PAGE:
• The problem of resource depletion due to abnormal weather and geopolitical risks is becoming increasingly serious worldwide, so I think the issue of the effective use of resources needs to be included in materiality too. In the case of the Kawasaki Group, resource depletion is a business risk when procuring materials and components. Regarding environmental changes, I think it would be a good idea to set KPIs by collecting not only past data but also data gathered from the point of view of backcasting.

Kazuo Tase
President and CEO, SDG Partners, Inc.

  • Overall the material issues seem to have been put together based on a consistent logic, and the content is fine as long as it is practically possible to channel management resources into materiality. There is no mention in the “foundation of our business activities” of either decarbonization or the Kawasaki Group’s response to the TCFD, so these topics need to be added. But as long as 2030 is the target, I think there are no other problems.
  • Regarding social and environmental value created through business, what meaning do the three businesses that will generate this value have in the Kawasaki Group’s financial strategy and what weight do they have in sales, revenue, and business portfolio? Whether or not the Kawasaki Group can answer these questions is becoming the most important point for materiality.
  • Regarding ESG issues, it is important to think about the whole supply chain. When deciding material issues, it is necessary to verify to what extent such matters as decarbonization, biodiversity, and business and human rights are being controlled and managed in the supply chain and whether there are firm commitments and practices in the supply chain to prevent any negative impact.
  • Regarding the vision timeframe when deciding material issues, the current issues is fine if the target is 2030. But if you are looking ahead to 2050, which is the target year for net zero emissions and carbon neutrality, your strategy needs to be given greater consideration.
  • It is said that because of technological innovations occurring in the first half of the 2030s, the cost of renewable-derived hydrogen will fall to less than the cost of fossil-fuel-derived energy. After these technological innovations take place, fossil fuel may well become completely meaningless. Regarding hydrogen, if you are thinking about materiality by backcasting from a super-long-term strategy, it would be better to think in terms of a slightly longer timeframe.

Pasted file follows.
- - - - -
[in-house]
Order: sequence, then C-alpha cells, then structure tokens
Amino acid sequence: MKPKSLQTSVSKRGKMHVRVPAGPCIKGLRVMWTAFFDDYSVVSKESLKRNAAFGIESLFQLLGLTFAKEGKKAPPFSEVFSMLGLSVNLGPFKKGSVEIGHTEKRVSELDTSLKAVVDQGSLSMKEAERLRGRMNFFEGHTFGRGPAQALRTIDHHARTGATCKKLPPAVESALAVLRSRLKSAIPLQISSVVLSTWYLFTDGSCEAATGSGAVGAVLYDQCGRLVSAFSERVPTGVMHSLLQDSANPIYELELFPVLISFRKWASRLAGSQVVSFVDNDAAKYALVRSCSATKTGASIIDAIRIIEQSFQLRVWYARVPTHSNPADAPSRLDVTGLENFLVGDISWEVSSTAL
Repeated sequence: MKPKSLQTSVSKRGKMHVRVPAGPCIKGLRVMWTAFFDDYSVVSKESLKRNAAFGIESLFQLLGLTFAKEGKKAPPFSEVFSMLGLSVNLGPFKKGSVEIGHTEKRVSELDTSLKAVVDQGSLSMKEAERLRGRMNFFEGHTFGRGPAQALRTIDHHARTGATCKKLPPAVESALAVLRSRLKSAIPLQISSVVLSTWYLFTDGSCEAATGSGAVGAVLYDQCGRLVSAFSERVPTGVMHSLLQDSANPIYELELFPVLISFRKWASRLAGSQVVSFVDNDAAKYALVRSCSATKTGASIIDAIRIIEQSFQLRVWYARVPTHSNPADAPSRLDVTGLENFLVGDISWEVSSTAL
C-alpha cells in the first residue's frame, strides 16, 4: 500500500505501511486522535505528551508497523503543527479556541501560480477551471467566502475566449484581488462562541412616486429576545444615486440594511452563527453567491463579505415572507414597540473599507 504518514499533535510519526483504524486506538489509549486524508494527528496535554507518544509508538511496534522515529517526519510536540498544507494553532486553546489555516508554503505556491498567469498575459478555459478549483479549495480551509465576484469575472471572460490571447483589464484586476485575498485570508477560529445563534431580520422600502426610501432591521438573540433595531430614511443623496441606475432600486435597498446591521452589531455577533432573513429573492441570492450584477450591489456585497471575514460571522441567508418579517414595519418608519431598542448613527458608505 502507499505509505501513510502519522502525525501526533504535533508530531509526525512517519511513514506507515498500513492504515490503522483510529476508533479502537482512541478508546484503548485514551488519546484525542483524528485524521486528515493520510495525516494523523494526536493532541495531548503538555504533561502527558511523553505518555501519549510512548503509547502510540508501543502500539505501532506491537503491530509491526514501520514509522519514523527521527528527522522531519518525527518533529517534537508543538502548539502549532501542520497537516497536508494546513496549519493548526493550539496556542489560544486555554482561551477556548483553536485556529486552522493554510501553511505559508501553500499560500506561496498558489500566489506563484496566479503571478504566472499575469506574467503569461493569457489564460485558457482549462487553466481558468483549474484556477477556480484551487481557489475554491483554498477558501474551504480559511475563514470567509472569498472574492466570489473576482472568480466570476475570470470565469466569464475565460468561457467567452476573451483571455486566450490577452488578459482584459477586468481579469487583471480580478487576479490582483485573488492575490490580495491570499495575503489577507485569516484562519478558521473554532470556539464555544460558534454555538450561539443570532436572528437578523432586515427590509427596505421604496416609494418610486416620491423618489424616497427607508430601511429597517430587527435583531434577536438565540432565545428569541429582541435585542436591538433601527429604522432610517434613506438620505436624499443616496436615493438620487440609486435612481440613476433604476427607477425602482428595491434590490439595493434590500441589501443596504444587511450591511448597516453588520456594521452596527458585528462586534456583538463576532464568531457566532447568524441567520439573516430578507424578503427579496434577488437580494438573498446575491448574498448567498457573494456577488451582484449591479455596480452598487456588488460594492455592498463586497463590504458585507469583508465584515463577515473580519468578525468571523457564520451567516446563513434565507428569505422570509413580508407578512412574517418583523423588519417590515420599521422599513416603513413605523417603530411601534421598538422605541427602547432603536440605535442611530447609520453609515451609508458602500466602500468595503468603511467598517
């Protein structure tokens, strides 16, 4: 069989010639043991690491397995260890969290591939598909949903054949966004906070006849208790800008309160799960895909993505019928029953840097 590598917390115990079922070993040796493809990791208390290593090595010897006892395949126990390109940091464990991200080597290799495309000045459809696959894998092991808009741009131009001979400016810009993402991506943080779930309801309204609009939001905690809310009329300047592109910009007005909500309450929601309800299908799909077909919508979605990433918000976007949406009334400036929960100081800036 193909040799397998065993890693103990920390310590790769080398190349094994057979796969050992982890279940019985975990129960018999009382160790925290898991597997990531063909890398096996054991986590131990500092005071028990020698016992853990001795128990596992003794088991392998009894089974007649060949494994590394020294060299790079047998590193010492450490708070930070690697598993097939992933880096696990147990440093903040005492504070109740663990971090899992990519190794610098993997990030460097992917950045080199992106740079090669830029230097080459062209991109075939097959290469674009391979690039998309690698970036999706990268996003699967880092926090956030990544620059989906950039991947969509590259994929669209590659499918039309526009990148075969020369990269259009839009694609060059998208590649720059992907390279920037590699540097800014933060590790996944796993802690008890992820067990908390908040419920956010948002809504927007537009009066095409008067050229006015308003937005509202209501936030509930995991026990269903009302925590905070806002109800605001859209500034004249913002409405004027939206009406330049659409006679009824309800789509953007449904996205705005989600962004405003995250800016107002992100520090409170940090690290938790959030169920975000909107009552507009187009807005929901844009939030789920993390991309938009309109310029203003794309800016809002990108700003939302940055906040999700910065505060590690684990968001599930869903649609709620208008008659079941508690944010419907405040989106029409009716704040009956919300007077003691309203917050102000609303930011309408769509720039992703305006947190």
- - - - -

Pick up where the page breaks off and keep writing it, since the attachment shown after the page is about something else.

Response to Experts’ Comments

The position of each material issue is shown in the materiality matrix. In light of the comments by experts, we amended the matrix to raise the degree of importance to society and stakeholders of “sustainable supply-chain management” and “business and human rights.”

Regarding the foundation of our business activities, in light of their comments, we classified these material issues into the following three categories and, as necessary, clarified the priority matters for each one.

(1) Especially important matters going forward (matters exerting an increasing impact on future financial conditions)

(2) Matters given importance until now but to be steadily strengthened going forward

(3) All mechanisms to be improved as business foundations

Furthermore, after taking a broad view of the flow from planning and design to product use and the whole value chain from related suppliers to customers, we clarified the scope of initiatives for each issue in categories 1 and 2 above and compiled a table of the Kawasaki Group’s materiality and priority matters. The Group’s materiality is shown in the matrix and table of priority matters.

Regarding sustainable supply-chain management, since the matters that should be addressed are wide-ranging, in the table below priority matters are shown in the “Suppliers” column.

Materiality Matrix

Materiality Matrix

The Kawasaki Group’s Materiality and Priority Matters

The Kawasaki Group’s Materiality and Priority Matters